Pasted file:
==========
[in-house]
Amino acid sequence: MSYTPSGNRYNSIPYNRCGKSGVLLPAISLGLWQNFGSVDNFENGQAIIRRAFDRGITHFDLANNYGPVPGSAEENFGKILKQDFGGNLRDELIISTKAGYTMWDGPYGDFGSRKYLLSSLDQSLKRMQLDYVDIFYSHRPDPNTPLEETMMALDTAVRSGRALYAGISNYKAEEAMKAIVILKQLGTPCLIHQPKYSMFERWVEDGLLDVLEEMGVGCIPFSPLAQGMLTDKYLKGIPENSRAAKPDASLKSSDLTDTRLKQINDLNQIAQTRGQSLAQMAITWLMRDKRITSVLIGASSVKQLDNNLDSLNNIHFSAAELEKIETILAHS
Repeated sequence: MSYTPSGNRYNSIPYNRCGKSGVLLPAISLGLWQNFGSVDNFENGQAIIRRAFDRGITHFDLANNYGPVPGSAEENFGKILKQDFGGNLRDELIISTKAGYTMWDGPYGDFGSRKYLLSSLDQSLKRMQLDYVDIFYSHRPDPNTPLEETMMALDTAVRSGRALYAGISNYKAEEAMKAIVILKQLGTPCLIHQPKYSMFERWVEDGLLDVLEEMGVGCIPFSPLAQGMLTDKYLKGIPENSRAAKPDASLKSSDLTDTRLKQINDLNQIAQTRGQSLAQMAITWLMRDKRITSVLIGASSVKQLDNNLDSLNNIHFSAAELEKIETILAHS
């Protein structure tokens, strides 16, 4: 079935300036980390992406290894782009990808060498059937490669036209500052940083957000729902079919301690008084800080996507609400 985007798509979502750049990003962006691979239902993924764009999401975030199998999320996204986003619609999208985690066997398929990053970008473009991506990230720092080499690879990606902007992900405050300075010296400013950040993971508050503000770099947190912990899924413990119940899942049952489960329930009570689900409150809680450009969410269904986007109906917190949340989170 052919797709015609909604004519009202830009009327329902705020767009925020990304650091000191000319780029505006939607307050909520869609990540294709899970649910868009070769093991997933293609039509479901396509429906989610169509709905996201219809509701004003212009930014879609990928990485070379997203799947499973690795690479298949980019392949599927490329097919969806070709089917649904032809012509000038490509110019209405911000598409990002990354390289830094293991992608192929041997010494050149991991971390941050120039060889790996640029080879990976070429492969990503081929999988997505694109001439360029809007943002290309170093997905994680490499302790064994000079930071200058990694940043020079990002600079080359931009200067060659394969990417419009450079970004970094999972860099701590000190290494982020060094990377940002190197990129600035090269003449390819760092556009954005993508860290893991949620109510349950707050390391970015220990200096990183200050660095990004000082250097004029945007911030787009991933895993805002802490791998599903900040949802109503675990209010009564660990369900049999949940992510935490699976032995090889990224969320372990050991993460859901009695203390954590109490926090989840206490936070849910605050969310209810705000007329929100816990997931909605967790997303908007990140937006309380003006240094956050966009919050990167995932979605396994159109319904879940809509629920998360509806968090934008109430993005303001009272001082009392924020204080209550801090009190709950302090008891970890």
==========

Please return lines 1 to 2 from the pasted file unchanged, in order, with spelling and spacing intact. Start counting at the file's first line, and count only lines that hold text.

[in-house]
Amino acid sequence: MSYTPSGNRYNSIPYNRCGKSGVLLPAISLGLWQNFGSVDNFENGQAIIRRAFDRGITHFDLANNYGPVPGSAEENFGKILKQDFGGNLRDELIISTKAGYTMWDGPYGDFGSRKYLLSSLDQSLKRMQLDYVDIFYSHRPDPNTPLEETMMALDTAVRSGRALYAGISNYKAEEAMKAIVILKQLGTPCLIHQPKYSMFERWVEDGLLDVLEEMGVGCIPFSPLAQGMLTDKYLKGIPENSRAAKPDASLKSSDLTDTRLKQINDLNQIAQTRGQSLAQMAITWLMRDKRITSVLIGASSVKQLDNNLDSLNNIHFSAAELEKIETILAHS